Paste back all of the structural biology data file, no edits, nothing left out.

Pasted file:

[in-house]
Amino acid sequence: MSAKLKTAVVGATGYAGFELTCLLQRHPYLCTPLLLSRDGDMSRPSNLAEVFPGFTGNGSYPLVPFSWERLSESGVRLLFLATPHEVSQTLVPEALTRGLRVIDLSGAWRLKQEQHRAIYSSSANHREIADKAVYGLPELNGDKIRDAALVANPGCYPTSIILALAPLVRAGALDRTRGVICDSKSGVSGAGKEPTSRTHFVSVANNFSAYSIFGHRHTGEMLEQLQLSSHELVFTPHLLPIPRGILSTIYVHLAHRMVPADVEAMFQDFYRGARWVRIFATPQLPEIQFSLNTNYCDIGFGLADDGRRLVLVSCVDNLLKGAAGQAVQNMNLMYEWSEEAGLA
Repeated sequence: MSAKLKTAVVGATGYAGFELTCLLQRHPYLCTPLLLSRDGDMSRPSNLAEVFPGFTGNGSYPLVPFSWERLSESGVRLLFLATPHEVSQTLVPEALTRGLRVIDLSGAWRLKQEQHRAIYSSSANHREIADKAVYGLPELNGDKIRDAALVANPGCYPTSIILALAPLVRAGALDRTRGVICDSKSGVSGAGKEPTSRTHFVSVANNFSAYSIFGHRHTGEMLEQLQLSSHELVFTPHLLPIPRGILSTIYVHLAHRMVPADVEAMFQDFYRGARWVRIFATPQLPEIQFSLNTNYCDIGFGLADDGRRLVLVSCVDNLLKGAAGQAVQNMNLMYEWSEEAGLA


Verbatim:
[in-house]
Amino acid sequence: MSAKLKTAVVGATGYAGFELTCLLQRHPYLCTPLLLSRDGDMSRPSNLAEVFPGFTGNGSYPLVPFSWERLSESGVRLLFLATPHEVSQTLVPEALTRGLRVIDLSGAWRLKQEQHRAIYSSSANHREIADKAVYGLPELNGDKIRDAALVANPGCYPTSIILALAPLVRAGALDRTRGVICDSKSGVSGAGKEPTSRTHFVSVANNFSAYSIFGHRHTGEMLEQLQLSSHELVFTPHLLPIPRGILSTIYVHLAHRMVPADVEAMFQDFYRGARWVRIFATPQLPEIQFSLNTNYCDIGFGLADDGRRLVLVSCVDNLLKGAAGQAVQNMNLMYEWSEEAGLA
Repeated sequence: MSAKLKTAVVGATGYAGFELTCLLQRHPYLCTPLLLSRDGDMSRPSNLAEVFPGFTGNGSYPLVPFSWERLSESGVRLLFLATPHEVSQTLVPEALTRGLRVIDLSGAWRLKQEQHRAIYSSSANHREIADKAVYGLPELNGDKIRDAALVANPGCYPTSIILALAPLVRAGALDRTRGVICDSKSGVSGAGKEPTSRTHFVSVANNFSAYSIFGHRHTGEMLEQLQLSSHELVFTPHLLPIPRGILSTIYVHLAHRMVPADVEAMFQDFYRGARWVRIFATPQLPEIQFSLNTNYCDIGFGLADDGRRLVLVSCVDNLLKGAAGQAVQNMNLMYEWSEEAGLA